SpaceX schedules first flights with additively manufactured rocket engine parts

March 13, 2017

March 13, 2017

SpaceX schedules first flight with 3D printed SuperDraco Engines

SuperDraco thrusters in testing, 2014 (courtesy SpaceX)

SpaceX has announced plans to fly two private citizens on a trip around the moon on its Crew Dragon (Dragon Version 2) spacecraft late in 2018, following an automatic non-crewed flight to the International Space Station in late 2017. This follows the completion of development testing of SpaceX’s SuperDraco rocket engines in 2015.

Elon Musk’s space-tourism venture designed the engines using metal Additive Manufacturing technology in order to cut down on cost and waste and increase the overall flexibility of the production process. Each engine’s combustion chamber is fabricated from Iconel super alloy on an EOS metal AM machine.

Playing a key role in the Dragon spacecraft’s Launch Abort System (LAS), the SuperDraco’s engine design is vital to the mission’s success. In the event of a launch failure, the LAS is designed to safely abort astronauts from the capsule. The engine, containing metal AM parts, can be throttled from 20 – 100% of thrust and restarted multiple times, ensuring the safe landing or splashdown of capsule crew. In recent tests, the SuperDraco’s thrusters were successfully fired 27 times through various thrust cycles.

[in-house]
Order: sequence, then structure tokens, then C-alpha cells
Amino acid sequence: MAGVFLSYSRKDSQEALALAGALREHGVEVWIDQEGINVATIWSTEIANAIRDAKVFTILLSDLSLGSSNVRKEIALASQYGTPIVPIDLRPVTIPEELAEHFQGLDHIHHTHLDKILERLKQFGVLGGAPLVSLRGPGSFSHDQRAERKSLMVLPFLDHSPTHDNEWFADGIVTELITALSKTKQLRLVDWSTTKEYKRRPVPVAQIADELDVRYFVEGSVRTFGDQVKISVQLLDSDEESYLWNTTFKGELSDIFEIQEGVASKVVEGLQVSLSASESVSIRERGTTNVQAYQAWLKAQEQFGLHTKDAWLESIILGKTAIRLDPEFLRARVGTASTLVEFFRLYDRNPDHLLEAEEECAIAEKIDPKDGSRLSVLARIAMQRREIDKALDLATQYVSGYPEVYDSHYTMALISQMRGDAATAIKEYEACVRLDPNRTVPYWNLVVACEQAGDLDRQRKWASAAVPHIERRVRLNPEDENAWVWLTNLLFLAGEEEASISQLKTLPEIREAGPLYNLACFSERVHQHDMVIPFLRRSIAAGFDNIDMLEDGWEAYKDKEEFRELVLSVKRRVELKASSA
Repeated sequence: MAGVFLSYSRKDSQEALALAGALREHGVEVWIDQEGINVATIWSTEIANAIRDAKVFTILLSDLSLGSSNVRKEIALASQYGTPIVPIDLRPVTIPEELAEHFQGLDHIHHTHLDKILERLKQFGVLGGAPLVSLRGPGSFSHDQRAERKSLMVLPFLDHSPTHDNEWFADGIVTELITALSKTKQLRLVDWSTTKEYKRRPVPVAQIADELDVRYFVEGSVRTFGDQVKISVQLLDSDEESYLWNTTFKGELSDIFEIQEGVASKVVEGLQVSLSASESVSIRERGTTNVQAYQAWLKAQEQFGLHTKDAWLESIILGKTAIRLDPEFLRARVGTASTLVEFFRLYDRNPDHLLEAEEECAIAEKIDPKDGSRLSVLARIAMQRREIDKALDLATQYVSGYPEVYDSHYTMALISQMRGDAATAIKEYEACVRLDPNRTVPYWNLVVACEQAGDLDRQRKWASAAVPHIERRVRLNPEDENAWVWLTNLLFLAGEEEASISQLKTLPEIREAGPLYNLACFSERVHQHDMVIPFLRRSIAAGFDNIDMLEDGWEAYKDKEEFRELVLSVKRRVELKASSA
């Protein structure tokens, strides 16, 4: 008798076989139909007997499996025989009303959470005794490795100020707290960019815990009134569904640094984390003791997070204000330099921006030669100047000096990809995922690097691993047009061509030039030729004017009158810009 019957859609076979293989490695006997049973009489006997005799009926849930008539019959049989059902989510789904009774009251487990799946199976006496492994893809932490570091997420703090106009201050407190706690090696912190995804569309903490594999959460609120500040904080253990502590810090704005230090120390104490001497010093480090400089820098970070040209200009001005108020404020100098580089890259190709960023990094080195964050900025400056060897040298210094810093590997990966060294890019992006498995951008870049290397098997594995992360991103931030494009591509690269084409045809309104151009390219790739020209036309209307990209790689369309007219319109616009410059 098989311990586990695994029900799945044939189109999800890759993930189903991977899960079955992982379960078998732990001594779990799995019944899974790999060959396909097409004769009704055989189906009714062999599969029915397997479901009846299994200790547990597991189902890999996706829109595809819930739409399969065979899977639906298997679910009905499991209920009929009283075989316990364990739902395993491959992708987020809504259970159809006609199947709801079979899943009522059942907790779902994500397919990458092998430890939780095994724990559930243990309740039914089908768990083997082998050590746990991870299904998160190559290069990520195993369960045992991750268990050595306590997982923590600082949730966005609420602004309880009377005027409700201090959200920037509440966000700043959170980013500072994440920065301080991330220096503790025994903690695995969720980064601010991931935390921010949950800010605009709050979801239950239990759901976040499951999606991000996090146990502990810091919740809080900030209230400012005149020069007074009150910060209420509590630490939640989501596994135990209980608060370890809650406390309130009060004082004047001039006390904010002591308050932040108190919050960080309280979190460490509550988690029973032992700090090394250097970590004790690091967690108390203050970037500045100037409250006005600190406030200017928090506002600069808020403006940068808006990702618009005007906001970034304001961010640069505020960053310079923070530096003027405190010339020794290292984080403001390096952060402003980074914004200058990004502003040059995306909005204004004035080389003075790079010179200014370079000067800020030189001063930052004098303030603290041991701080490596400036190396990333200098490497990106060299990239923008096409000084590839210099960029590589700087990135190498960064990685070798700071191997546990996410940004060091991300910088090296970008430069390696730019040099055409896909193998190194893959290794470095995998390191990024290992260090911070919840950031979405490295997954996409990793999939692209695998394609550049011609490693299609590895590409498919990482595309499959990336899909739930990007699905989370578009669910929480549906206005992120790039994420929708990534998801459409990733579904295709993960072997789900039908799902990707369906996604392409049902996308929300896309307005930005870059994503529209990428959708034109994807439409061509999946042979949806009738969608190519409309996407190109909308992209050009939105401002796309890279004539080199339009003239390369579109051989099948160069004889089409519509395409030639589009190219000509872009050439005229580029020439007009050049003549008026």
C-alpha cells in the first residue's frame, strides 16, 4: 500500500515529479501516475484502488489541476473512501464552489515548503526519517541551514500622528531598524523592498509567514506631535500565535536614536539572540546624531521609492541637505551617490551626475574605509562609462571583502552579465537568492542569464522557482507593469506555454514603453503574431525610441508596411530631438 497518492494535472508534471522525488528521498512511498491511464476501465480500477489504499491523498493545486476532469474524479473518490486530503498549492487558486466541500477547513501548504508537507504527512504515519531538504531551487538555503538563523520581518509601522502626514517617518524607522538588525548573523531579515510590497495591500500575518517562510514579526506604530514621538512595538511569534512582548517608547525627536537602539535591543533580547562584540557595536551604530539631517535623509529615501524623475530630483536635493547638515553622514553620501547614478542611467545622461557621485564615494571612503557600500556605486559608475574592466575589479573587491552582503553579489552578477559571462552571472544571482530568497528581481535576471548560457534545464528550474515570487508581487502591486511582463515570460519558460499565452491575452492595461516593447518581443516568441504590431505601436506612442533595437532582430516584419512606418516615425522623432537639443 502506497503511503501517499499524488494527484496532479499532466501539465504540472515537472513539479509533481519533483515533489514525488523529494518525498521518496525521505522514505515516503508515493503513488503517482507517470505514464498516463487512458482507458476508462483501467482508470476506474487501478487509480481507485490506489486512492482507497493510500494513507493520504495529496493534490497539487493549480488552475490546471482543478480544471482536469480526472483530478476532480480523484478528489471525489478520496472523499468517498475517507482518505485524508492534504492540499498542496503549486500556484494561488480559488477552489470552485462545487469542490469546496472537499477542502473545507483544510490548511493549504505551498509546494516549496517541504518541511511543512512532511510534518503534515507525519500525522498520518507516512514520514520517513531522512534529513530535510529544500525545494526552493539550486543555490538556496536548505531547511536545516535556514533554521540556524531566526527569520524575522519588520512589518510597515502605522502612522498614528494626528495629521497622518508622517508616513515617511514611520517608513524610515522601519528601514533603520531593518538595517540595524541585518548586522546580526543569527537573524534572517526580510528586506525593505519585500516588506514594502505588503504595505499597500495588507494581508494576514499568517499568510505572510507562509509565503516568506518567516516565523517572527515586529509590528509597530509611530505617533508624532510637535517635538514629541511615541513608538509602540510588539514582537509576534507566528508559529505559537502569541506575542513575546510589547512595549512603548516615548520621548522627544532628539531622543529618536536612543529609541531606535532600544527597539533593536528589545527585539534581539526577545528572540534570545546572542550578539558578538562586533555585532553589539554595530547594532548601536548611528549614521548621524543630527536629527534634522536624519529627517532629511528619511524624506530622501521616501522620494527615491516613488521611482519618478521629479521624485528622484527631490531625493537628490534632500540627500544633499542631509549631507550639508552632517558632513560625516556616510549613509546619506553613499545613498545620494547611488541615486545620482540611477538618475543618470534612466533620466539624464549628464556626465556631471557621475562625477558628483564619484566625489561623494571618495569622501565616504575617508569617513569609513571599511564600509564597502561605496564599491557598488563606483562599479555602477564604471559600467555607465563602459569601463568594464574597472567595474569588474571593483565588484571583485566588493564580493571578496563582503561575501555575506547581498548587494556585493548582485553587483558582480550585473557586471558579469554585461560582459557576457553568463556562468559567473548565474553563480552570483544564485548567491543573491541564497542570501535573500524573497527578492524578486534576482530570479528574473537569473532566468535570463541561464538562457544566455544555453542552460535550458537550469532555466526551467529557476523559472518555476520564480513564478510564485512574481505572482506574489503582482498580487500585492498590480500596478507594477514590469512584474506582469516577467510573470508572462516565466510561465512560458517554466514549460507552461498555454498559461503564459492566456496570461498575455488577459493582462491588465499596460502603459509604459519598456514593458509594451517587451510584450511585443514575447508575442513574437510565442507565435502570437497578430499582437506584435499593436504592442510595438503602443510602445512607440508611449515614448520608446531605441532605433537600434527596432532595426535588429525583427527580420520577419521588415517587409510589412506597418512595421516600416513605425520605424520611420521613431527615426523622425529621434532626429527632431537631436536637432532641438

SpaceX is currently under agreement with NASA to develop refinements to the Dragon spacecraft to ensure maximum safety for crew members. The complex design and successful testing of the SuperDraco thrusters helps to ensure that these stringent criteria will be met.

March 13, 2017

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  • Consolidation, competition, and the cost of certification: Insight from New York’s AM Strategies 2024
  • Scandium’s impact on the Additive Manufacturing of aluminium alloys
  • AM for medical implants: An analysis of the impact of powder reuse in Powder Bed Fusion

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